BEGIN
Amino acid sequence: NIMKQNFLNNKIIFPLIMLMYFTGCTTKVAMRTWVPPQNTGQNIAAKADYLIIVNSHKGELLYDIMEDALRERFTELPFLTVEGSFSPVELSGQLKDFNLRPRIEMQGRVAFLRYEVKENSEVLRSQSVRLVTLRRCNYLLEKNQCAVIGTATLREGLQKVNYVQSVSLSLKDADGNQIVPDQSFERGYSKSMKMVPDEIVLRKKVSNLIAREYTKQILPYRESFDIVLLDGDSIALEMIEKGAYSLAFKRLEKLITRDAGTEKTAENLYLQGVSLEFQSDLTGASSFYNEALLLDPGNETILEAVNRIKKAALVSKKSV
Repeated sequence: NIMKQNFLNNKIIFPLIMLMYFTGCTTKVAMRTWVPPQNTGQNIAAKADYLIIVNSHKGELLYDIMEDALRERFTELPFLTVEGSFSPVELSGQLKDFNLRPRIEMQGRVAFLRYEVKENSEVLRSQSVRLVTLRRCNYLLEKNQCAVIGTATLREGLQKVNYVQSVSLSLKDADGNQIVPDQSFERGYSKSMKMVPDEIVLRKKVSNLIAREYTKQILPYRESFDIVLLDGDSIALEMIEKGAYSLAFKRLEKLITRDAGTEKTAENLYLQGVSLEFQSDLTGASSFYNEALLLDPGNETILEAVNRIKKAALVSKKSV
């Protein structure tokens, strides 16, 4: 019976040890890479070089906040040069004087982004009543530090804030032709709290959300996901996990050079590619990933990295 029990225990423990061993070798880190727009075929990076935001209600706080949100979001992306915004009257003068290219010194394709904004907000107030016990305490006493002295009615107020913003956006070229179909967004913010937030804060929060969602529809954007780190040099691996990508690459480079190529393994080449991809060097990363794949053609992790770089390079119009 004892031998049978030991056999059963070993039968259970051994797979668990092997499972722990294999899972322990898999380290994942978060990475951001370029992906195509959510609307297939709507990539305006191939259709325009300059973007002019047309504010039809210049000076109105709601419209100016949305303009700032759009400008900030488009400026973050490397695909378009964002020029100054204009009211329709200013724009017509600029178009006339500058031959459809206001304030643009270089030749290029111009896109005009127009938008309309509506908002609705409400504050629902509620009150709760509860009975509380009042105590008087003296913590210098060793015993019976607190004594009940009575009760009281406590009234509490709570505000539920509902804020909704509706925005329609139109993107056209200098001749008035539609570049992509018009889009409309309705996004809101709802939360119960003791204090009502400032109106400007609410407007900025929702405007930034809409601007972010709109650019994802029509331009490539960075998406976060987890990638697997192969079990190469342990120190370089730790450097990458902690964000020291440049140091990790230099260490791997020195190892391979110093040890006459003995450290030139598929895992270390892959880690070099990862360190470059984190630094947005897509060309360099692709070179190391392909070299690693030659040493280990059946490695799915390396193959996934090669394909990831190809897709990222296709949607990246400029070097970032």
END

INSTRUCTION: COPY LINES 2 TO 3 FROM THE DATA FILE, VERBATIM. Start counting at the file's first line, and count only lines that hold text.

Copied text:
Repeated sequence: NIMKQNFLNNKIIFPLIMLMYFTGCTTKVAMRTWVPPQNTGQNIAAKADYLIIVNSHKGELLYDIMEDALRERFTELPFLTVEGSFSPVELSGQLKDFNLRPRIEMQGRVAFLRYEVKENSEVLRSQSVRLVTLRRCNYLLEKNQCAVIGTATLREGLQKVNYVQSVSLSLKDADGNQIVPDQSFERGYSKSMKMVPDEIVLRKKVSNLIAREYTKQILPYRESFDIVLLDGDSIALEMIEKGAYSLAFKRLEKLITRDAGTEKTAENLYLQGVSLEFQSDLTGASSFYNEALLLDPGNETILEAVNRIKKAALVSKKSV
């Protein structure tokens, strides 16, 4: 019976040890890479070089906040040069004087982004009543530090804030032709709290959300996901996990050079590619990933990295 029990225990423990061993070798880190727009075929990076935001209600706080949100979001992306915004009257003068290219010194394709904004907000107030016990305490006493002295009615107020913003956006070229179909967004913010937030804060929060969602529809954007780190040099691996990508690459480079190529393994080449991809060097990363794949053609992790770089390079119009 004892031998049978030991056999059963070993039968259970051994797979668990092997499972722990294999899972322990898999380290994942978060990475951001370029992906195509959510609307297939709507990539305006191939259709325009300059973007002019047309504010039809210049000076109105709601419209100016949305303009700032759009400008900030488009400026973050490397695909378009964002020029100054204009009211329709200013724009017509600029178009006339500058031959459809206001304030643009270089030749290029111009896109005009127009938008309309509506908002609705409400504050629902509620009150709760509860009975509380009042105590008087003296913590210098060793015993019976607190004594009940009575009760009281406590009234509490709570505000539920509902804020909704509706925005329609139109993107056209200098001749008035539609570049992509018009889009409309309705996004809101709802939360119960003791204090009502400032109106400007609410407007900025929702405007930034809409601007972010709109650019994802029509331009490539960075998406976060987890990638697997192969079990190469342990120190370089730790450097990458902690964000020291440049140091990790230099260490791997020195190892391979110093040890006459003995450290030139598929895992270390892959880690070099990862360190470059984190630094947005897509060309360099692709070179190391392909070299690693030659040493280990059946490695799915390396193959996934090669394909990831190809897709990222296709949607990246400029070097970032």